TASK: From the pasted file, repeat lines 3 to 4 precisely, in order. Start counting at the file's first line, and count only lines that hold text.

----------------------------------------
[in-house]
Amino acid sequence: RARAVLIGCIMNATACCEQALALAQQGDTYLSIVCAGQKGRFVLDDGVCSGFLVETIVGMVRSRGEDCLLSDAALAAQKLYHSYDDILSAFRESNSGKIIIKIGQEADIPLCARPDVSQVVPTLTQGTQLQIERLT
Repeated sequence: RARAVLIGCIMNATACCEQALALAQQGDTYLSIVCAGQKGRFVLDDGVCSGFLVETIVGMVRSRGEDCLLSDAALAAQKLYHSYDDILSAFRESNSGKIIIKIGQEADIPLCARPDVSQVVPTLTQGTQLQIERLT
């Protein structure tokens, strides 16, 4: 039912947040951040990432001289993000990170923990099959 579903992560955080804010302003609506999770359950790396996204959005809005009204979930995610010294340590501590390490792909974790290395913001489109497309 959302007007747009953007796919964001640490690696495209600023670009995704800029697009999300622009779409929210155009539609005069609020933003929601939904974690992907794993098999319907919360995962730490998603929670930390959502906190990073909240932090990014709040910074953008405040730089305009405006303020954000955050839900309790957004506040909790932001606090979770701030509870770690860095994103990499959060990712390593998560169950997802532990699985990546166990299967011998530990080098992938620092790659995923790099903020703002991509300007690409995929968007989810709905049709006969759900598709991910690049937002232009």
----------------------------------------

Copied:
Repeated sequence: RARAVLIGCIMNATACCEQALALAQQGDTYLSIVCAGQKGRFVLDDGVCSGFLVETIVGMVRSRGEDCLLSDAALAAQKLYHSYDDILSAFRESNSGKIIIKIGQEADIPLCARPDVSQVVPTLTQGTQLQIERLT
């Protein structure tokens, strides 16, 4: 039912947040951040990432001289993000990170923990099959 579903992560955080804010302003609506999770359950790396996204959005809005009204979930995610010294340590501590390490792909974790290395913001489109497309 959302007007747009953007796919964001640490690696495209600023670009995704800029697009999300622009779409929210155009539609005069609020933003929601939904974690992907794993098999319907919360995962730490998603929670930390959502906190990073909240932090990014709040910074953008405040730089305009405006303020954000955050839900309790957004506040909790932001606090979770701030509870770690860095994103990499959060990712390593998560169950997802532990699985990546166990299967011998530990080098992938620092790659995923790099903020703002991509300007690409995929968007989810709905049709006969759900598709991910690049937002232009």